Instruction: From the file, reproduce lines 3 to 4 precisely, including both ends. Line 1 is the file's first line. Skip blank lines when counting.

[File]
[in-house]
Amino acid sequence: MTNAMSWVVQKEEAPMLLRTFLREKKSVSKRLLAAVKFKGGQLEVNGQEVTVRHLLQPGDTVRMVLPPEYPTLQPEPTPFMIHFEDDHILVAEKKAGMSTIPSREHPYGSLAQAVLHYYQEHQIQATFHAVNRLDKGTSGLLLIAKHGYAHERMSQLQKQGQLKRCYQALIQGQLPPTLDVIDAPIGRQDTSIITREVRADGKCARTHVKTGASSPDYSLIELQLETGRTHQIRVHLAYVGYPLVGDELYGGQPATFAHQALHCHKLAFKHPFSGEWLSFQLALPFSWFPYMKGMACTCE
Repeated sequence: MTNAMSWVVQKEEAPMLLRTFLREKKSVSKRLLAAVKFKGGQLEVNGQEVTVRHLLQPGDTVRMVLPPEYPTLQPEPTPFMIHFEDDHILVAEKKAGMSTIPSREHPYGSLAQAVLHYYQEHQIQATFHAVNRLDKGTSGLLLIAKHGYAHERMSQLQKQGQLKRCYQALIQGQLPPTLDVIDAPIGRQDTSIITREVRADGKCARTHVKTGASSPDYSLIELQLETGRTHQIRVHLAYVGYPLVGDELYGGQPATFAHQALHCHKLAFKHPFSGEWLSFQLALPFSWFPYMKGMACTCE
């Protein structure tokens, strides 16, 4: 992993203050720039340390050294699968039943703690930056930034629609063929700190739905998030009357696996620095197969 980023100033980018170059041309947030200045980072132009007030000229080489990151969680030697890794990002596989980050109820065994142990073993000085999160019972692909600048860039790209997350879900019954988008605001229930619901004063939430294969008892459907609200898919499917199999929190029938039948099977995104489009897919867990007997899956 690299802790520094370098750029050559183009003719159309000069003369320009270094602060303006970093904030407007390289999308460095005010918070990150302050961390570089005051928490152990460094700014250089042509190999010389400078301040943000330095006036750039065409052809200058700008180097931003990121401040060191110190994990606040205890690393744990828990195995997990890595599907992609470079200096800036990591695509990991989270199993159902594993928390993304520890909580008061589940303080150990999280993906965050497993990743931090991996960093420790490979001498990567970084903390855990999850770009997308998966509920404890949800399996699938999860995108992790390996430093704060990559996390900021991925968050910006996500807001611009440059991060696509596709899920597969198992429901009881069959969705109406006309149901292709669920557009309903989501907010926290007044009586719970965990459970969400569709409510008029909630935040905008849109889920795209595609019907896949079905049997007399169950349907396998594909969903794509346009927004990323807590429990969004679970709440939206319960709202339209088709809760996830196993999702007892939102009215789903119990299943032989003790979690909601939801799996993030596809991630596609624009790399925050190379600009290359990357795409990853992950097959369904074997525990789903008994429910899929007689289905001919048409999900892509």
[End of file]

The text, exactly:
Repeated sequence: MTNAMSWVVQKEEAPMLLRTFLREKKSVSKRLLAAVKFKGGQLEVNGQEVTVRHLLQPGDTVRMVLPPEYPTLQPEPTPFMIHFEDDHILVAEKKAGMSTIPSREHPYGSLAQAVLHYYQEHQIQATFHAVNRLDKGTSGLLLIAKHGYAHERMSQLQKQGQLKRCYQALIQGQLPPTLDVIDAPIGRQDTSIITREVRADGKCARTHVKTGASSPDYSLIELQLETGRTHQIRVHLAYVGYPLVGDELYGGQPATFAHQALHCHKLAFKHPFSGEWLSFQLALPFSWFPYMKGMACTCE
């Protein structure tokens, strides 16, 4: 992993203050720039340390050294699968039943703690930056930034629609063929700190739905998030009357696996620095197969 980023100033980018170059041309947030200045980072132009007030000229080489990151969680030697890794990002596989980050109820065994142990073993000085999160019972692909600048860039790209997350879900019954988008605001229930619901004063939430294969008892459907609200898919499917199999929190029938039948099977995104489009897919867990007997899956 690299802790520094370098750029050559183009003719159309000069003369320009270094602060303006970093904030407007390289999308460095005010918070990150302050961390570089005051928490152990460094700014250089042509190999010389400078301040943000330095006036750039065409052809200058700008180097931003990121401040060191110190994990606040205890690393744990828990195995997990890595599907992609470079200096800036990591695509990991989270199993159902594993928390993304520890909580008061589940303080150990999280993906965050497993990743931090991996960093420790490979001498990567970084903390855990999850770009997308998966509920404890949800399996699938999860995108992790390996430093704060990559996390900021991925968050910006996500807001611009440059991060696509596709899920597969198992429901009881069959969705109406006309149901292709669920557009309903989501907010926290007044009586719970965990459970969400569709409510008029909630935040905008849109889920795209595609019907896949079905049997007399169950349907396998594909969903794509346009927004990323807590429990969004679970709440939206319960709202339209088709809760996830196993999702007892939102009215789903119990299943032989003790979690909601939801799996993030596809991630596609624009790399925050190379600009290359990357795409990853992950097959369904074997525990789903008994429910899929007689289905001919048409999900892509």